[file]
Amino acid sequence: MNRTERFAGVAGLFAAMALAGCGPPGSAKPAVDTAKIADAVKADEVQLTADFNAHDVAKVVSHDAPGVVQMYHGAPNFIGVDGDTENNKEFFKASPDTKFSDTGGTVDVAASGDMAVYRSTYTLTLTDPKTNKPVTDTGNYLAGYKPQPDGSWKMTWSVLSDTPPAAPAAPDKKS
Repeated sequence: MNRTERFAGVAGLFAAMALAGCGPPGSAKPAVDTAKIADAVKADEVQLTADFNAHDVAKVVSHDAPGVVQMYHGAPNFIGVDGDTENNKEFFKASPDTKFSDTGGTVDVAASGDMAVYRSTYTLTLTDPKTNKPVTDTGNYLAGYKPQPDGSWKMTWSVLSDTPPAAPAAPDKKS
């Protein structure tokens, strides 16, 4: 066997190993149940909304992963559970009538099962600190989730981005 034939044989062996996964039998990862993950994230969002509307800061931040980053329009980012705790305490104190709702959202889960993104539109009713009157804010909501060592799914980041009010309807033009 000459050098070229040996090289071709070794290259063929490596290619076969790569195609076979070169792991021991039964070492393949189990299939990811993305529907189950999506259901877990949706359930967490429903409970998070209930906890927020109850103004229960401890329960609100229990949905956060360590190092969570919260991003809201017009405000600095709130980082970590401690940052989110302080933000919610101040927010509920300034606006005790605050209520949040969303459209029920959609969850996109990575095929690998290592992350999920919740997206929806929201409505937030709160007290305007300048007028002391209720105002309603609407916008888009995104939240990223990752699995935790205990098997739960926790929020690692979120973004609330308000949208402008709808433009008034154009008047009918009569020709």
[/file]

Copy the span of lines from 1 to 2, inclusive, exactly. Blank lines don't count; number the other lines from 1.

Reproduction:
Amino acid sequence: MNRTERFAGVAGLFAAMALAGCGPPGSAKPAVDTAKIADAVKADEVQLTADFNAHDVAKVVSHDAPGVVQMYHGAPNFIGVDGDTENNKEFFKASPDTKFSDTGGTVDVAASGDMAVYRSTYTLTLTDPKTNKPVTDTGNYLAGYKPQPDGSWKMTWSVLSDTPPAAPAAPDKKS
Repeated sequence: MNRTERFAGVAGLFAAMALAGCGPPGSAKPAVDTAKIADAVKADEVQLTADFNAHDVAKVVSHDAPGVVQMYHGAPNFIGVDGDTENNKEFFKASPDTKFSDTGGTVDVAASGDMAVYRSTYTLTLTDPKTNKPVTDTGNYLAGYKPQPDGSWKMTWSVLSDTPPAAPAAPDKKS